Raspberry Pi is a good solution for creating low-cost, powerful embedded devices when you have no need of self powered solution.
I had to create a such device recently to make a programming machine for my IoT devices. I was looking for a compact solution, powered with PoE, industrial grade, able to run a Java program and host a custom HAT with my home-made chip programmer.
Here you see a picture of the first prototype of this product with the different components visible: The green board is a Rapsberry Pi compute module CM3+ with 16GB eMMc flash drive. The blue motherboard is a Waveshare PoE board for CM3+. The Black board is my custom HAT hosting the programming solution based on a STM32.
In this post, I’ll detail a bit these different components and the way they are configured to illustrate how to easily make a such system alive.
This post is describing how to setup a Mongo Db database in a clustering mode. I choose to deploy 3 replica set on 3 different bare metal server running centos 7 and to add 1 arbiter to reduce vote problem during a server crash or reboot.
You will find the different steps to make this configuration running, the way to secure it in a vlan and to activate the authentication.
I also added some elements on the way to backup it. Feel free to propose enhancement and links in the comments.
You may have read some of my post about RF433 and Raspberry PI. Basically with RPI 1, I was using wiringPi interrupt handler to manage the RF433 decoding. The problem is that with RPI2 and RPI B+ the delay to take an interrupt that was becomes unpredictable. And the timing constraints are not respected. As a consequence part of the messages are loss because for these delay.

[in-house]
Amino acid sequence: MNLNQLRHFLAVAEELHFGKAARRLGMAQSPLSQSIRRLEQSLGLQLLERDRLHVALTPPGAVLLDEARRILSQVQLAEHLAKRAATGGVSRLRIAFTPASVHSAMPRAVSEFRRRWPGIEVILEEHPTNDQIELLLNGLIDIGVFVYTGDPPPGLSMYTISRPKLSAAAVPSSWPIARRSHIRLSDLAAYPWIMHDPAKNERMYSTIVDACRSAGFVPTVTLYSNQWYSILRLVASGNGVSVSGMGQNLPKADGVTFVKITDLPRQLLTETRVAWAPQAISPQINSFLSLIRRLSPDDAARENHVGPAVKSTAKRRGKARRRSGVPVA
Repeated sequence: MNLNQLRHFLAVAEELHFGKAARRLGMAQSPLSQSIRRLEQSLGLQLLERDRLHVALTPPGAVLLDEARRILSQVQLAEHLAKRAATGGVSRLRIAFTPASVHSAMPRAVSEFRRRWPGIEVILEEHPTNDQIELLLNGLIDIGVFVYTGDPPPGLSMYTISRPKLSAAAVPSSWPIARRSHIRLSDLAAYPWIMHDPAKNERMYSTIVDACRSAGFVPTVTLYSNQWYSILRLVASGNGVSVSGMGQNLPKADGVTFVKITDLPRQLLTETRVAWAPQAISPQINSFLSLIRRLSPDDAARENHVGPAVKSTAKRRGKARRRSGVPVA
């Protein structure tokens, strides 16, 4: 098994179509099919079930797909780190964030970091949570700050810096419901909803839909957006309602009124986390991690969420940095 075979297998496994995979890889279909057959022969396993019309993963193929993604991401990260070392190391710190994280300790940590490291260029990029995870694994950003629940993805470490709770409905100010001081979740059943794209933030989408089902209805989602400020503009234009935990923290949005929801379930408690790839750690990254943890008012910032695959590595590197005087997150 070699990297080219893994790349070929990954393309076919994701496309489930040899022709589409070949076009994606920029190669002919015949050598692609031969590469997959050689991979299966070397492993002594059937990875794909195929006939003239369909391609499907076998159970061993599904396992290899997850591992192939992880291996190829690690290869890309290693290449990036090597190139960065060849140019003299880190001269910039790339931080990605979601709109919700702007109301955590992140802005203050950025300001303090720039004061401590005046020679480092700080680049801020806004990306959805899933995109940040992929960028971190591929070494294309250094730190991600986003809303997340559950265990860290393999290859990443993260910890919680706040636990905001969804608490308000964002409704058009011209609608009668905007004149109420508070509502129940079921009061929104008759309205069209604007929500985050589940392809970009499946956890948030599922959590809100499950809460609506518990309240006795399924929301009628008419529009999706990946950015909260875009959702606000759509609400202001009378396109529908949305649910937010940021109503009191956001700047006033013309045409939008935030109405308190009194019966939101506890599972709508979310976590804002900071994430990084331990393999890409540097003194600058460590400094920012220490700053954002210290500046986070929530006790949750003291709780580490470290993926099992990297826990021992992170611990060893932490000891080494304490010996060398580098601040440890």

One of the solution (the software one) is to be more efficient to proceed the interrupts and the way to do this is to compile a kernel driver for directly handling the interrupts. This is what this post is about. This comes to complete the RFRPI code and associated hardware. A complete source code and software for using it is on the rfrpi bitbucket repository.
Challenge of the coming days : write a kernel driver to manage interruption quicker on a raspberry pi 2. I’m happy to find a lot of example on Internet and in particular this one, that is really looking like what I’m trying to do. This post is describing all the step needed to do this.
The new version of kernel now activate the device-tree standard, it means that instead of having all module activated by default with some stopped by a blacklist system, now, all are disable and activated only when described in a device tree.
Device tree details the system architecture and dependencies following configuration files. The device tree can be owned by the shield itself in an attached eprom.
As a consequence, now, i2c / spi are not activated by default. So if you need to activate it on startup. For this, edit /boot/config.txt and add line at the end like :
dtparam=i2c_arm=on # for i2c 1
dtparam=i2c_vc=on # for i2c 0
CentOS 7 have selinux activated, so when you decide to change your default httpd directories you have to give the right selinux permission to these directories otherwize the https server will not be able to access the files.
CentOs 7 have a built-in configuration to close the inactive ssh session. In term of security it is a good thing but when killing a session after 1 minute of inactivity start to be a mess when you have multiple session opened in parallel.
This can be avoid on the client side by configuring a keep-alive period on the client side. To activate a such keepalive, you just have to connect with the following command line:
ssh -o ServerAliveInterval=5 firstname.lastname@example.org
This will configure client to send a NULL packet every 5 seconds to keep the session opened.
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